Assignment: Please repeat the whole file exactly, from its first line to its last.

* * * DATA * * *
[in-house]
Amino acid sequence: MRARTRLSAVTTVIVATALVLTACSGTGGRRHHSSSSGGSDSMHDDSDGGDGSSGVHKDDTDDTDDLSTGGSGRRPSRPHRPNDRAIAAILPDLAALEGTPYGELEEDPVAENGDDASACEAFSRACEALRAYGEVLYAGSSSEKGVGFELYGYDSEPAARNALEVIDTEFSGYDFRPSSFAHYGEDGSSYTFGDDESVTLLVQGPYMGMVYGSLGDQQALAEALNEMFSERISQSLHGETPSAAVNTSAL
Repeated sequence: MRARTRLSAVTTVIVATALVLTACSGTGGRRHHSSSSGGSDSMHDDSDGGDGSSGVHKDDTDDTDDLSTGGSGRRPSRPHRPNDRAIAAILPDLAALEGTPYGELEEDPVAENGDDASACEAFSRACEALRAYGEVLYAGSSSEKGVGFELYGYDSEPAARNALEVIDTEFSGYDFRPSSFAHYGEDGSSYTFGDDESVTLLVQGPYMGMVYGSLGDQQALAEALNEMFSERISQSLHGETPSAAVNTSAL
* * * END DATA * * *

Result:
[in-house]
Amino acid sequence: MRARTRLSAVTTVIVATALVLTACSGTGGRRHHSSSSGGSDSMHDDSDGGDGSSGVHKDDTDDTDDLSTGGSGRRPSRPHRPNDRAIAAILPDLAALEGTPYGELEEDPVAENGDDASACEAFSRACEALRAYGEVLYAGSSSEKGVGFELYGYDSEPAARNALEVIDTEFSGYDFRPSSFAHYGEDGSSYTFGDDESVTLLVQGPYMGMVYGSLGDQQALAEALNEMFSERISQSLHGETPSAAVNTSAL
Repeated sequence: MRARTRLSAVTTVIVATALVLTACSGTGGRRHHSSSSGGSDSMHDDSDGGDGSSGVHKDDTDDTDDLSTGGSGRRPSRPHRPNDRAIAAILPDLAALEGTPYGELEEDPVAENGDDASACEAFSRACEALRAYGEVLYAGSSSEKGVGFELYGYDSEPAARNALEVIDTEFSGYDFRPSSFAHYGEDGSSYTFGDDESVTLLVQGPYMGMVYGSLGDQQALAEALNEMFSERISQSLHGETPSAAVNTSAL